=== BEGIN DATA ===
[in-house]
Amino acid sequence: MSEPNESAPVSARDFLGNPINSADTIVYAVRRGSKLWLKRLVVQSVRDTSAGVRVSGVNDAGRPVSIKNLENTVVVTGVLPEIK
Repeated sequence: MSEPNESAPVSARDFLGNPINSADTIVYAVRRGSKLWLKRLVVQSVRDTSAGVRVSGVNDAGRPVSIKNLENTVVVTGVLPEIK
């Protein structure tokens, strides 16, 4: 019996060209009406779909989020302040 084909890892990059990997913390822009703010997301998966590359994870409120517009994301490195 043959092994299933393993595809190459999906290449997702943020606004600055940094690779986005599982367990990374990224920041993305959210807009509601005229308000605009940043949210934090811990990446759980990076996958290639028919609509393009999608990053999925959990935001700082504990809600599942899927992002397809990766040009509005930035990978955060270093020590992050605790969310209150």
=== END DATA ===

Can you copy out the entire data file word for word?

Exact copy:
[in-house]
Amino acid sequence: MSEPNESAPVSARDFLGNPINSADTIVYAVRRGSKLWLKRLVVQSVRDTSAGVRVSGVNDAGRPVSIKNLENTVVVTGVLPEIK
Repeated sequence: MSEPNESAPVSARDFLGNPINSADTIVYAVRRGSKLWLKRLVVQSVRDTSAGVRVSGVNDAGRPVSIKNLENTVVVTGVLPEIK
């Protein structure tokens, strides 16, 4: 019996060209009406779909989020302040 084909890892990059990997913390822009703010997301998966590359994870409120517009994301490195 043959092994299933393993595809190459999906290449997702943020606004600055940094690779986005599982367990990374990224920041993305959210807009509601005229308000605009940043949210934090811990990446759980990076996958290639028919609509393009999608990053999925959990935001700082504990809600599942899927992002397809990766040009509005930035990978955060270093020590992050605790969310209150």